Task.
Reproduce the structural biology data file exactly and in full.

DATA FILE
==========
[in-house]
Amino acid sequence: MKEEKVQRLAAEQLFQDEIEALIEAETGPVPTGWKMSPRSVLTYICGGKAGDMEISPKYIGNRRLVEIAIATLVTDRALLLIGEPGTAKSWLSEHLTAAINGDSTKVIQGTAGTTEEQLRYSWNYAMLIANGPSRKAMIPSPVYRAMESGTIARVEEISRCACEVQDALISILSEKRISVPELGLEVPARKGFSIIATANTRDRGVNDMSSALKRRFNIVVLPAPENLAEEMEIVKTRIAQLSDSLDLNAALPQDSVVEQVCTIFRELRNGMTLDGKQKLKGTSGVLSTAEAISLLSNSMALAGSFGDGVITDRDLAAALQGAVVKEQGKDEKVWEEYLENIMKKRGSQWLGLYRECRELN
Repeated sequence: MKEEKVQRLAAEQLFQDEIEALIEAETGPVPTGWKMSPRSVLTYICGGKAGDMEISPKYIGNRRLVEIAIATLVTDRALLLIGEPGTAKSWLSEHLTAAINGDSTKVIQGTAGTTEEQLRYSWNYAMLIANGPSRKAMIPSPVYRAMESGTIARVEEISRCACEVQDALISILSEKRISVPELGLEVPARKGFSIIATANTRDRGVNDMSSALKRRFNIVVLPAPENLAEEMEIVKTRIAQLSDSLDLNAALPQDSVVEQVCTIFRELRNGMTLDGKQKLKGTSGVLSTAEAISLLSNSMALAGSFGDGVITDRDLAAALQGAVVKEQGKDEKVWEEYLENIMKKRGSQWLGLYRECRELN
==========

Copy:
[in-house]
Amino acid sequence: MKEEKVQRLAAEQLFQDEIEALIEAETGPVPTGWKMSPRSVLTYICGGKAGDMEISPKYIGNRRLVEIAIATLVTDRALLLIGEPGTAKSWLSEHLTAAINGDSTKVIQGTAGTTEEQLRYSWNYAMLIANGPSRKAMIPSPVYRAMESGTIARVEEISRCACEVQDALISILSEKRISVPELGLEVPARKGFSIIATANTRDRGVNDMSSALKRRFNIVVLPAPENLAEEMEIVKTRIAQLSDSLDLNAALPQDSVVEQVCTIFRELRNGMTLDGKQKLKGTSGVLSTAEAISLLSNSMALAGSFGDGVITDRDLAAALQGAVVKEQGKDEKVWEEYLENIMKKRGSQWLGLYRECRELN
Repeated sequence: MKEEKVQRLAAEQLFQDEIEALIEAETGPVPTGWKMSPRSVLTYICGGKAGDMEISPKYIGNRRLVEIAIATLVTDRALLLIGEPGTAKSWLSEHLTAAINGDSTKVIQGTAGTTEEQLRYSWNYAMLIANGPSRKAMIPSPVYRAMESGTIARVEEISRCACEVQDALISILSEKRISVPELGLEVPARKGFSIIATANTRDRGVNDMSSALKRRFNIVVLPAPENLAEEMEIVKTRIAQLSDSLDLNAALPQDSVVEQVCTIFRELRNGMTLDGKQKLKGTSGVLSTAEAISLLSNSMALAGSFGDGVITDRDLAAALQGAVVKEQGKDEKVWEEYLENIMKKRGSQWLGLYRECRELN